- Independent report recommends metadata collection should have more safeguards
- President Barack Obama ordered review after Edward Snowden leaks
- Report is part of overall review of U.S. intelligence gathering
- Report recommends new limits on spying on foreigners and foreign leaders
An independent assessment of National Security Agency surveillance ordered by President Barack Obama recommends a controversial program aimed at collecting Americans' electronic communications remain in place.
But the effort predominantly covering so-called metadata relating to phone records and e-mail must have tighter constraints and greater transparency, according to the report released on Wednesday by the presidential Review Group on Intelligence.
Some 40 recommendations -- considered modest in scope -- were offered by the group on how the United States should continue collecting and storing data domestically and abroad.
Among them are calls for greater judicial oversight and more public transparency.
"Because our adversaries operate through the use of complex communications technologies, the National Security Agency, with its impressive capabilities and talented officers, is indispensable to keeping our country and our allies safe and secure," said the report's executive summary.
The panel was created amid a political firestorm that followed leaks last summer by former NSA contractor Edward Snowden.
The disclosures triggered outrage among civil libertarians and many members of Congress, who considered the degree of data collection an overreach of post-9/11 anti-terror efforts.
Leaks about surveillance and a secret court that works with the NSA put enormous pressure on Obama, who came into office promising a more transparent government.
Key members of Congress are considering changes to programs under the Patriot Act law to restrict NSA snooping programs.
"The message is very clear," Senate Judiciary Committee Chairman Patrick Leahy said following the report's release. "NSA, you've gone too far."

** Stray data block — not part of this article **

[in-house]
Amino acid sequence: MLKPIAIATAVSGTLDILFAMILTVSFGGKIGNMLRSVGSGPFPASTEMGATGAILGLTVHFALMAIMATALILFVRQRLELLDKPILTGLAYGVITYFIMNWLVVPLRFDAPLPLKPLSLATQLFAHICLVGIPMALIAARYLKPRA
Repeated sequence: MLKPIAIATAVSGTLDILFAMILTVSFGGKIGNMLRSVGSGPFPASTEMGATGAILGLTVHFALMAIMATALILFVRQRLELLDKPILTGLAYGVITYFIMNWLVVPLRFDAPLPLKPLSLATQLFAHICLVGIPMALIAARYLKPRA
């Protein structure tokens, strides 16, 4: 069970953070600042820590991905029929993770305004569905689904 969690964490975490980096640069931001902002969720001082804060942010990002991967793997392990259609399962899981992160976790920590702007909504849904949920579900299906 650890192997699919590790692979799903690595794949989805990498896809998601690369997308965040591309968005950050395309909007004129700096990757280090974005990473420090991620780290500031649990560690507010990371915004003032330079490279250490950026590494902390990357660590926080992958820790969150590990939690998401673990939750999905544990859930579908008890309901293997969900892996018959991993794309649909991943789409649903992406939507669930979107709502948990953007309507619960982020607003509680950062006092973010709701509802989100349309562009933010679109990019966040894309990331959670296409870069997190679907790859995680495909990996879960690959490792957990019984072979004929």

Leahy mentioned the section in law allowing telephone data collection "was not essential to preventing attacks," according to the report.
That directly contradicts national security officials, who have said the authority had helped thwart terror plots both in the United States and abroad.
"Just because we can collect massive amounts of data doesn't mean we should do so," Leahy said.
The review panel said that when government officials consider national security risks, they should also consider risks to privacy, freedom, civil liberties, relationships and trade with other nations.
It also recommended new limits on spying on foreigners and foreign leaders following controversy around disclosures of U.S. snooping on overseas presidents, like Germany's Angela Merkel.
The panel said intelligence officials should weigh if a foreign leader is believed to be duplicitous, if another country has a cooperative relationship with the United States and the political and diplomatic fallout if the leader became aware of such surveillance.
The independent panel said spying on foreigners should only be conducted to protect national security and U.S. allies, not directed for economic issues such as trade secret theft.
Mike Morrell, the former acting CIA director and member of the panel, said the recommendations are not "in any way disarming" the intelligence community by removing tools needed to protect the United States.
Fellow panel member Richard Clarke, a former top counter-terrorism official in two administrations, said the recommendations also are not a signal that the fight against terrorism has ended.
Additionally, Obama will deliver a speech likely in January on the path forward following the report recommendations, which include presidential oversight of monitoring of foreign leaders and agreements with nations like France and Germany on what is acceptable and what is not.
Obama met on Wednesday with members of the review group to discuss their findings.
He has to decide which of the recommendations will be accepted, which could be revised and which will be rejected.
Obama vowed this month to find ways of reforming the NSA, though he also defended the agency's work.
Release of the findings came two days after a federal judge in Washington ruled preliminarily that NSA data collection of telephone metadata was probably unconstitutional on privacy grounds.
The group's other recommendations included:
-- Subjecting U.S. citizens and foreigners to the same privacy standards
-- Urging that the U.S. government support, and not undermine, encryption standards
-- Tightening classified information protection, including more monitoring and routine vetting of people who access classified information. And background investigations should be done by government employees or by a nonprofit private company, not for-profit firms criticized for not thoroughly vetting contractors hired by the NSA, like Snowden, the group advised.